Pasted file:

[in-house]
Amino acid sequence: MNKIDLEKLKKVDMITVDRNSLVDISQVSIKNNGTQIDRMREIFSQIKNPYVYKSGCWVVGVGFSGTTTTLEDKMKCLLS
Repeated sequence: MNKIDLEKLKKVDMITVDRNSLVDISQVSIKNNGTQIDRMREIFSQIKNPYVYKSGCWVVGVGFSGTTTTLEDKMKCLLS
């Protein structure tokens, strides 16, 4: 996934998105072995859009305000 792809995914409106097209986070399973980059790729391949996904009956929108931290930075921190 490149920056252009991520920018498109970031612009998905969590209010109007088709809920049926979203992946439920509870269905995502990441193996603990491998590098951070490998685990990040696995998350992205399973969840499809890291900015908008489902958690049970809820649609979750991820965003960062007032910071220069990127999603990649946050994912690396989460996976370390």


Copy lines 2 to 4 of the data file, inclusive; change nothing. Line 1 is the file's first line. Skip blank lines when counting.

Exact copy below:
Amino acid sequence: MNKIDLEKLKKVDMITVDRNSLVDISQVSIKNNGTQIDRMREIFSQIKNPYVYKSGCWVVGVGFSGTTTTLEDKMKCLLS
Repeated sequence: MNKIDLEKLKKVDMITVDRNSLVDISQVSIKNNGTQIDRMREIFSQIKNPYVYKSGCWVVGVGFSGTTTTLEDKMKCLLS
């Protein structure tokens, strides 16, 4: 996934998105072995859009305000 792809995914409106097209986070399973980059790729391949996904009956929108931290930075921190 490149920056252009991520920018498109970031612009998905969590209010109007088709809920049926979203992946439920509870269905995502990441193996603990491998590098951070490998685990990040696995998350992205399973969840499809890291900015908008489902958690049970809820649609979750991820965003960062007032910071220069990127999603990649946050994912690396989460996976370390």